Gustaf: They shall stand the test of time. If you look at furniture design; what was created sixty years ago is still hot today, because it’s designed well. We like to make things that last. A good style does not have to go out just because the season changes and you are supposed to put out a new collection.
What was your dream when you started the brand?
Ingvild: Well, it has been, and I guess still is, to create high fashion in Norway that can reach out internationally.
Gustaf: That has been one of our main focuses since day one.
Ingvild: We are aiming abroad, but we have to work a bit with Norway first.
How does one succeed internationally?
Ingvild: Who knows? The Internet? It is important to do a show, create show pieces and attract interest from fashion magazines to shoot the clothes. It is a bit more difficult when you design basics, because they do not stand out in the same way. You have to try to be noticed. It is hard work to get outside of Norway. Our philosophy is that you should work hard over a period of time – it doesn’t have to happen instantly. It takes time to reach a certain level. I would rather use a lot of time to achieve something good and well done. The quality has to be high.
Ingvild pauses and looks at Gustaf. He repeats what she just said in similar wording and agrees.
Ingvild: The next step now, is to get some shops abroad to stock our line.
Gustaf: From our online shop we sell to the whole world. That is going really well.
It is safe to believe that avoiding conformity is probably why the group have not shown their collections during the newly launched Oslo Runway – Norway’s answer to Fashion Week.
Ingvild: We have thought about it, but maybe we’d do more of our own thing at the same period of time. This year we showed a bit off-season. But apparently, that’s hip these days. People show to sell clothes to stores. That’s the negative side of showing your collection off the runway season.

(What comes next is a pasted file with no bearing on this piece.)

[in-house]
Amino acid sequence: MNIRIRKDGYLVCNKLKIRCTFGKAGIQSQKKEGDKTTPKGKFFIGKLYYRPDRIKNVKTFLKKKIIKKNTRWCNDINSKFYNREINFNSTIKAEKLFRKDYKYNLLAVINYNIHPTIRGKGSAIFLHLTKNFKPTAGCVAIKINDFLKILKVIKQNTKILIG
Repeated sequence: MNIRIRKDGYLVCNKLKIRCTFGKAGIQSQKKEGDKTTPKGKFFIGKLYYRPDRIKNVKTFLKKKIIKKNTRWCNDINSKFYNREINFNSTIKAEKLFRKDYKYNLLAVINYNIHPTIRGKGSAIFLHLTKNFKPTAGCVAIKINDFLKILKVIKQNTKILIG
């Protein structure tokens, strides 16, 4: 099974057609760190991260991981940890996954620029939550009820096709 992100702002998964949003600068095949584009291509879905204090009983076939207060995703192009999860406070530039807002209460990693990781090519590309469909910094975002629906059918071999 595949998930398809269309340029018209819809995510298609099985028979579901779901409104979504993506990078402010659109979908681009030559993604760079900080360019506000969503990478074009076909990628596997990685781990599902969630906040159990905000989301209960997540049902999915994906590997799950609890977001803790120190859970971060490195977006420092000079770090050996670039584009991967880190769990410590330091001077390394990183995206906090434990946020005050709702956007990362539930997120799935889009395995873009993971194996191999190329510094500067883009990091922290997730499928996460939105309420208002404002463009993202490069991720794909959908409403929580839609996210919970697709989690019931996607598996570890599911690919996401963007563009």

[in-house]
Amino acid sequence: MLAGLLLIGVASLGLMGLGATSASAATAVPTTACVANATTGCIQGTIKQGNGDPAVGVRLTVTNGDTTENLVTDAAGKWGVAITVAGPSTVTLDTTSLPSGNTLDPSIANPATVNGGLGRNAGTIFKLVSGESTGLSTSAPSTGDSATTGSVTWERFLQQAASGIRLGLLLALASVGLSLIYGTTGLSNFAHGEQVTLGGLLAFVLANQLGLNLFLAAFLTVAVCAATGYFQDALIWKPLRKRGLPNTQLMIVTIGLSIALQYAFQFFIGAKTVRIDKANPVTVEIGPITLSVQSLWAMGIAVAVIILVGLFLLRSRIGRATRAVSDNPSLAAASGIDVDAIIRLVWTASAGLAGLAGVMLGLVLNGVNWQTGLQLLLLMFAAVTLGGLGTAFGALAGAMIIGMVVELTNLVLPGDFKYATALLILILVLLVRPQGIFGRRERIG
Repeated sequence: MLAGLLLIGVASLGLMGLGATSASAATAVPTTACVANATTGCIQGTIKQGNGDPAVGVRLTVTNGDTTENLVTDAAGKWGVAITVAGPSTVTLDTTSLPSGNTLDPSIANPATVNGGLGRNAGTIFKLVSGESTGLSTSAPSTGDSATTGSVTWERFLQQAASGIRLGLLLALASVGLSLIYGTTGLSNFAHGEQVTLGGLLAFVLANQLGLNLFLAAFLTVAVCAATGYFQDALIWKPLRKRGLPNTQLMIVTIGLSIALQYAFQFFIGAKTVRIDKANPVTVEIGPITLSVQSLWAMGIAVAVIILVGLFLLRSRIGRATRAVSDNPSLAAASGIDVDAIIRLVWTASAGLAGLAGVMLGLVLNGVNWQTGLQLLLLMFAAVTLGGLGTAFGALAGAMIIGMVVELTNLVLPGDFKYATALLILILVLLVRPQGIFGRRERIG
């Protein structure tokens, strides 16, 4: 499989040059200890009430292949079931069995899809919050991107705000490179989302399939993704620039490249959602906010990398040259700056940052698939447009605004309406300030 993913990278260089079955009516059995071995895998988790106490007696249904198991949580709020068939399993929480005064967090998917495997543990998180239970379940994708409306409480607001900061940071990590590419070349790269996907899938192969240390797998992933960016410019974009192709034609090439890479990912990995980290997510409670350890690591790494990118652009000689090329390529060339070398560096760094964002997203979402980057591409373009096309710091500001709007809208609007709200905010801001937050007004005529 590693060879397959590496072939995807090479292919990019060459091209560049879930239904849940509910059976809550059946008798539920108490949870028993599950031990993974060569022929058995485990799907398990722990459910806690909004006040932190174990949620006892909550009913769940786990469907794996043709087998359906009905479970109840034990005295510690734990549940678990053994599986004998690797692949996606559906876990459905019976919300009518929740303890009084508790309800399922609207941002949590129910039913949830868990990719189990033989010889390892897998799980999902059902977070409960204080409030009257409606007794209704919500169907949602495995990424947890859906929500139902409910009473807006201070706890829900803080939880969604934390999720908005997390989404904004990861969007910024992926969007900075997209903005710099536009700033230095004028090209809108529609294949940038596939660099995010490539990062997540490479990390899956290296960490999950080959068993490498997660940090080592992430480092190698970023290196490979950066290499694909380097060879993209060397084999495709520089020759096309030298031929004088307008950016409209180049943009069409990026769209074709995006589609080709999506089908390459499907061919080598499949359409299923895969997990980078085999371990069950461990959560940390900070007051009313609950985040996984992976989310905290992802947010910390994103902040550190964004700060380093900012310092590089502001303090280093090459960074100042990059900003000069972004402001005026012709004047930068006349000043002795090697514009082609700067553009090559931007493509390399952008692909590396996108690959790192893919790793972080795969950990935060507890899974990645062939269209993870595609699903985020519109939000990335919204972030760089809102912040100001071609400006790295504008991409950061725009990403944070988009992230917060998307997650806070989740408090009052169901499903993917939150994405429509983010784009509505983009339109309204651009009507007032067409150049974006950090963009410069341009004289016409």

Gustaf: The good part of fashion week is that all the people in the industry are gathered in the city. It is a good thing that things are happening in the fashion industry in Norway.
Ingvild: The people behind Oslo Runway are doing a great job. They are taking it to another level than what Oslo Fashion Week was. It’s a good initiative.
Gustaf: A lot of cool things are happening here these days as well.
Ingvild: People are becoming more and more interested in fashion. It would be nice if people where courageous enough to try new and unknown fashion brands. Norwegians buy what they have seen twenty something times on a blog or Instagram. That’s true of the whole industry – it’s not often that someone dares to be a frontrunner or do something different.
Gustaf: Norwegians like it safe.
Is it difficult to live off fashion in Norway?
Gustaf: No, it is not that difficult. It depends. It is a lot of work, a hard profession.
Ingvild: You can go all in commercially and get the hottest bloggers on your team. But then you sell out. It is a bit about who you create fashion for. If you want to reach out to the masses, then you can do that, but if you want to reach those individuals who don’t want to look like everyone else, then it might take a bit longer to be able to live off it. We’re in the latter group. We want to reach a niche audience.